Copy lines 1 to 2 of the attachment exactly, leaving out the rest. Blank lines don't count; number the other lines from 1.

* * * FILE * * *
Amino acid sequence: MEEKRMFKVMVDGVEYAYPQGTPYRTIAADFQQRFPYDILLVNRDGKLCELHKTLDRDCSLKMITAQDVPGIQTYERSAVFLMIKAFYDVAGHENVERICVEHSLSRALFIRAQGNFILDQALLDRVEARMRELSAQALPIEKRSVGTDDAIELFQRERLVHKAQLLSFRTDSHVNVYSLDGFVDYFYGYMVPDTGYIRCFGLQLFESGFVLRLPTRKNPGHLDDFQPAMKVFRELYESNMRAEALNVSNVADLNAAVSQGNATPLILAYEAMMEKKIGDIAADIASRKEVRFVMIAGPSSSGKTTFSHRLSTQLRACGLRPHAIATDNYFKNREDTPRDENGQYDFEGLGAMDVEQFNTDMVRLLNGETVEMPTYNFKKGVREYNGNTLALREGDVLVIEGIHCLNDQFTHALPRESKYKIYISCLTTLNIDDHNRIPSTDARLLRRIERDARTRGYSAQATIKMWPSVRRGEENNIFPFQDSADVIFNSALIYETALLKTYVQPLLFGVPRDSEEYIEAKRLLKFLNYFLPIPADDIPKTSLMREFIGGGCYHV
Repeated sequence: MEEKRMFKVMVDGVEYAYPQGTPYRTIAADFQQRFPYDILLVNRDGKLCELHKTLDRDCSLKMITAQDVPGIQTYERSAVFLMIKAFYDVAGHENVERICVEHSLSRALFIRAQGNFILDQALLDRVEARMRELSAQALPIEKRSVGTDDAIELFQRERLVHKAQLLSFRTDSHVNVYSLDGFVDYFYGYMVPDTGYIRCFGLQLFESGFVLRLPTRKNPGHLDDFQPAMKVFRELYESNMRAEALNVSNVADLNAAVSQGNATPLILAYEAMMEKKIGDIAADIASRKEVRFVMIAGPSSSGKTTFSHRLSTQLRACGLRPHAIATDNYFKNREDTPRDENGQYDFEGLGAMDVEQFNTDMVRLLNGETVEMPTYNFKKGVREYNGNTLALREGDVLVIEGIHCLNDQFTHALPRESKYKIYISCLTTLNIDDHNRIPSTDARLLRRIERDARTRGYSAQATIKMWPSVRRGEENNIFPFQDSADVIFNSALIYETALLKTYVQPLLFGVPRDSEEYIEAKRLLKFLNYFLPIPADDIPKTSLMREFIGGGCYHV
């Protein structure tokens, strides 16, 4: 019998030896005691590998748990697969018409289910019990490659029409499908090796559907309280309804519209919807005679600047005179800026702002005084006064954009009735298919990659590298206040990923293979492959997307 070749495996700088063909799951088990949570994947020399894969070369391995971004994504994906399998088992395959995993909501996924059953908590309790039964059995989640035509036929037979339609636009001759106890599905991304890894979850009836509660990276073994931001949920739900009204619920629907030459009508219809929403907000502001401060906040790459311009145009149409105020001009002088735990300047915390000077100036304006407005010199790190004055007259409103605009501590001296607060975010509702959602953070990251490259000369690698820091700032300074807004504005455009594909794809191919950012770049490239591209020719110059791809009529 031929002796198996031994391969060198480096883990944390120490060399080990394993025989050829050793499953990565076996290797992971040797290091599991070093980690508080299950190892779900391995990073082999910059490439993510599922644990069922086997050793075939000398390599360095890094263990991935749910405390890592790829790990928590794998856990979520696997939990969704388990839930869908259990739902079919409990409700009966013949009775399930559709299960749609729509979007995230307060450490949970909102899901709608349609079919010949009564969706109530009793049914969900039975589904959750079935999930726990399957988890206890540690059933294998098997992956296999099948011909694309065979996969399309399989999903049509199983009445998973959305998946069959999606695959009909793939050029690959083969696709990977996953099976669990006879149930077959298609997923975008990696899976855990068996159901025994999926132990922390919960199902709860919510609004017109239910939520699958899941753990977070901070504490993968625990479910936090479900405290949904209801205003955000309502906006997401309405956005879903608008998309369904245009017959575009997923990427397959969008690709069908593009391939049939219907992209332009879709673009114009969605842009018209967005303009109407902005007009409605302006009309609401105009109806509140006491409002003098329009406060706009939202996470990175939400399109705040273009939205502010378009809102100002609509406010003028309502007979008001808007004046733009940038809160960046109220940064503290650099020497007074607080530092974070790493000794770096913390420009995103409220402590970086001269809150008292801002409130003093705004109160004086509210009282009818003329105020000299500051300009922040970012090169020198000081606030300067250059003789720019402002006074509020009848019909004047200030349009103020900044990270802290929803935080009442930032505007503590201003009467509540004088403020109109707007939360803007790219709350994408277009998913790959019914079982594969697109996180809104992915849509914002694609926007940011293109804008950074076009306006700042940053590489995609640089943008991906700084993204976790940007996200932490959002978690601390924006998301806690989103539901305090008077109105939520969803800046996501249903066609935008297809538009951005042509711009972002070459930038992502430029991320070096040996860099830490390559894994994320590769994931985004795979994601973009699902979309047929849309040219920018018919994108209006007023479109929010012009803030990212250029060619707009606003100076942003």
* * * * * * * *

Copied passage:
Amino acid sequence: MEEKRMFKVMVDGVEYAYPQGTPYRTIAADFQQRFPYDILLVNRDGKLCELHKTLDRDCSLKMITAQDVPGIQTYERSAVFLMIKAFYDVAGHENVERICVEHSLSRALFIRAQGNFILDQALLDRVEARMRELSAQALPIEKRSVGTDDAIELFQRERLVHKAQLLSFRTDSHVNVYSLDGFVDYFYGYMVPDTGYIRCFGLQLFESGFVLRLPTRKNPGHLDDFQPAMKVFRELYESNMRAEALNVSNVADLNAAVSQGNATPLILAYEAMMEKKIGDIAADIASRKEVRFVMIAGPSSSGKTTFSHRLSTQLRACGLRPHAIATDNYFKNREDTPRDENGQYDFEGLGAMDVEQFNTDMVRLLNGETVEMPTYNFKKGVREYNGNTLALREGDVLVIEGIHCLNDQFTHALPRESKYKIYISCLTTLNIDDHNRIPSTDARLLRRIERDARTRGYSAQATIKMWPSVRRGEENNIFPFQDSADVIFNSALIYETALLKTYVQPLLFGVPRDSEEYIEAKRLLKFLNYFLPIPADDIPKTSLMREFIGGGCYHV
Repeated sequence: MEEKRMFKVMVDGVEYAYPQGTPYRTIAADFQQRFPYDILLVNRDGKLCELHKTLDRDCSLKMITAQDVPGIQTYERSAVFLMIKAFYDVAGHENVERICVEHSLSRALFIRAQGNFILDQALLDRVEARMRELSAQALPIEKRSVGTDDAIELFQRERLVHKAQLLSFRTDSHVNVYSLDGFVDYFYGYMVPDTGYIRCFGLQLFESGFVLRLPTRKNPGHLDDFQPAMKVFRELYESNMRAEALNVSNVADLNAAVSQGNATPLILAYEAMMEKKIGDIAADIASRKEVRFVMIAGPSSSGKTTFSHRLSTQLRACGLRPHAIATDNYFKNREDTPRDENGQYDFEGLGAMDVEQFNTDMVRLLNGETVEMPTYNFKKGVREYNGNTLALREGDVLVIEGIHCLNDQFTHALPRESKYKIYISCLTTLNIDDHNRIPSTDARLLRRIERDARTRGYSAQATIKMWPSVRRGEENNIFPFQDSADVIFNSALIYETALLKTYVQPLLFGVPRDSEEYIEAKRLLKFLNYFLPIPADDIPKTSLMREFIGGGCYHV